BAYOU LA BATRE, AL (WKRG) — Monday marks the 11th anniversary of Hurricane Katrina.
Last year’s 10 year anniversary was marked by several dedications across the coast. This year may come and go with little fanfare.
Still, progress is being made in Bayou La Batre. Ernie Anderson unlocks the doors of what used to be the Quality Seafood building. It’s a place that still has some of the scars of Katrina. Anderson says it was shut down after the storm but he bought the building in 2013 and brought part of it back to life as a seafood processor. He’s still remodeling some of it. It’s working but not totally whole. The place is sort of like a microcosm of Bayou La Batre. It’s a place where storm memories linger.
“Folks are always coming by, ‘where was the water, what did it do’ and that’s still going on,” said Anderson, who runs the Graham Shrimp Company. Outgoing Mayor Annette Johnson remembers images and the evacuations of 11 years ago.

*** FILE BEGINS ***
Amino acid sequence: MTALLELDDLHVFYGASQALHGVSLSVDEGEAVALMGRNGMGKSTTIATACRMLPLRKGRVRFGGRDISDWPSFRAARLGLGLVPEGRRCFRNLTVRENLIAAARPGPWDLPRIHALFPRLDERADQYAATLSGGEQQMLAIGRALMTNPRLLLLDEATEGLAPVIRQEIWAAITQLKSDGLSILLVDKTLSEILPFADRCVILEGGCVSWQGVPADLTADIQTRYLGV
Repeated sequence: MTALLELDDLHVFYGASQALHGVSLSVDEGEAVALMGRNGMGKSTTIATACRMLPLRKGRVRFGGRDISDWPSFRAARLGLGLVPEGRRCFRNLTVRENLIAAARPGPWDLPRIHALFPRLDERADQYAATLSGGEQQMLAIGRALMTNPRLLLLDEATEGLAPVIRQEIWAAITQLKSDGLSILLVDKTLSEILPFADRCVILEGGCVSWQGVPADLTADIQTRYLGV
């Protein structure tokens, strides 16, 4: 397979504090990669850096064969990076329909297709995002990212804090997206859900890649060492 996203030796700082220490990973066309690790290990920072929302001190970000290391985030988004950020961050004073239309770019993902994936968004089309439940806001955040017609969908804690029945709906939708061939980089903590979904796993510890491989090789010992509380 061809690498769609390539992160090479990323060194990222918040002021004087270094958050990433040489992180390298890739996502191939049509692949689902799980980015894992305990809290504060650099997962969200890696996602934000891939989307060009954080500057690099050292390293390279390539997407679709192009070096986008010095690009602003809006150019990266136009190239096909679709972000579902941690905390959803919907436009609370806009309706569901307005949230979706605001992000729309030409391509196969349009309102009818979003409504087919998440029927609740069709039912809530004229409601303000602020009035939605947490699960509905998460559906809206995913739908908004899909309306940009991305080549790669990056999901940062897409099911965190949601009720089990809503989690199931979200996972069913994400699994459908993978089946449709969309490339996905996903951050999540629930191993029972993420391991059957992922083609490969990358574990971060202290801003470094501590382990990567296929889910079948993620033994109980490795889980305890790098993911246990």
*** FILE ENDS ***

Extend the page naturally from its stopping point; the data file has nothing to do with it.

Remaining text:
“The aftermath is what I think just devastated everybody when we came back in and realized the significant damage we had in our community and it was great,” said Johnson. One thing Johnson says she’d like to see changed his housing-she’d like to see some of the people who’ve been living here, some since the beginning have a path to homeownership.
“An opportunity for the pathway to ownership they were promised that from the very beginning,” said Johnson. She was defeated this week in a municipal election but says she plans to continue to serve the community after her term is up in November. Johnson says they’ve been watching Invest 99 L. Department heads met three days ago to discuss plans if the system became a major tropical system.